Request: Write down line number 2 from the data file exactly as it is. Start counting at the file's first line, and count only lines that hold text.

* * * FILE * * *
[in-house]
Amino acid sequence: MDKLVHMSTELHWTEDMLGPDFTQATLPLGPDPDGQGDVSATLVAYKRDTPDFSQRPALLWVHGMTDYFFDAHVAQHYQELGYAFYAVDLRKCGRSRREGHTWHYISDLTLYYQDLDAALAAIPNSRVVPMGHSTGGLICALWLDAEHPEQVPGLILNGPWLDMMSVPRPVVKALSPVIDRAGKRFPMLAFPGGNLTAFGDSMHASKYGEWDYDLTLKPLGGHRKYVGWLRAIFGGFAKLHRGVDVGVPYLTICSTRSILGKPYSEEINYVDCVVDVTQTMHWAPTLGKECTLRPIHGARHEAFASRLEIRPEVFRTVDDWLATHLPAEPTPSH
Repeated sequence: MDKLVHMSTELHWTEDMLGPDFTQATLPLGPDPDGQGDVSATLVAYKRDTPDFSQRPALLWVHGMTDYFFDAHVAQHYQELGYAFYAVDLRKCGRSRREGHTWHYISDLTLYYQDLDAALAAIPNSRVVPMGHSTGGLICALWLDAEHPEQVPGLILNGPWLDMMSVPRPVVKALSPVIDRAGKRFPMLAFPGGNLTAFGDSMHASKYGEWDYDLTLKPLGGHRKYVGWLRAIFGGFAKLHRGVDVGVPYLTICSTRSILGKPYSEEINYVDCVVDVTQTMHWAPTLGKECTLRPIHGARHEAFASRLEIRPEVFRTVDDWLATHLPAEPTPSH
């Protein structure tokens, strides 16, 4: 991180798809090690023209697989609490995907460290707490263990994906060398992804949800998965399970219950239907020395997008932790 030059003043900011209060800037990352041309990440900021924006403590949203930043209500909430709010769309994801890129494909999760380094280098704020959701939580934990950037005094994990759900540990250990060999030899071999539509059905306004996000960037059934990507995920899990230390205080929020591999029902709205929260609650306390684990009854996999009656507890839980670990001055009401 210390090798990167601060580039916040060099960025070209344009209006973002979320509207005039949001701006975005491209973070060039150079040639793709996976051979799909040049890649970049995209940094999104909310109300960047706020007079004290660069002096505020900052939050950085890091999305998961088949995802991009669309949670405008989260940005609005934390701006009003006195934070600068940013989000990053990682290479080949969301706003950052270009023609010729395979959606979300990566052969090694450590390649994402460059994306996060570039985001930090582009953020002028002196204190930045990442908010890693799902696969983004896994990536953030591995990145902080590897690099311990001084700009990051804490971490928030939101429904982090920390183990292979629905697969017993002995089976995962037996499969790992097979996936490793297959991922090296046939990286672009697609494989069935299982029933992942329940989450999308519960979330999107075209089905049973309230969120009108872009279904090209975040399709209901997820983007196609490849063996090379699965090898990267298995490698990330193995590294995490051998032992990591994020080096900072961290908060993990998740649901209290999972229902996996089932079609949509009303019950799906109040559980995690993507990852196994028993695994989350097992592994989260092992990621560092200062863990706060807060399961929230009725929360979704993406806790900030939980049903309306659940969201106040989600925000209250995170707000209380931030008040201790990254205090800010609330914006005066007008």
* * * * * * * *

Amino acid sequence: MDKLVHMSTELHWTEDMLGPDFTQATLPLGPDPDGQGDVSATLVAYKRDTPDFSQRPALLWVHGMTDYFFDAHVAQHYQELGYAFYAVDLRKCGRSRREGHTWHYISDLTLYYQDLDAALAAIPNSRVVPMGHSTGGLICALWLDAEHPEQVPGLILNGPWLDMMSVPRPVVKALSPVIDRAGKRFPMLAFPGGNLTAFGDSMHASKYGEWDYDLTLKPLGGHRKYVGWLRAIFGGFAKLHRGVDVGVPYLTICSTRSILGKPYSEEINYVDCVVDVTQTMHWAPTLGKECTLRPIHGARHEAFASRLEIRPEVFRTVDDWLATHLPAEPTPSH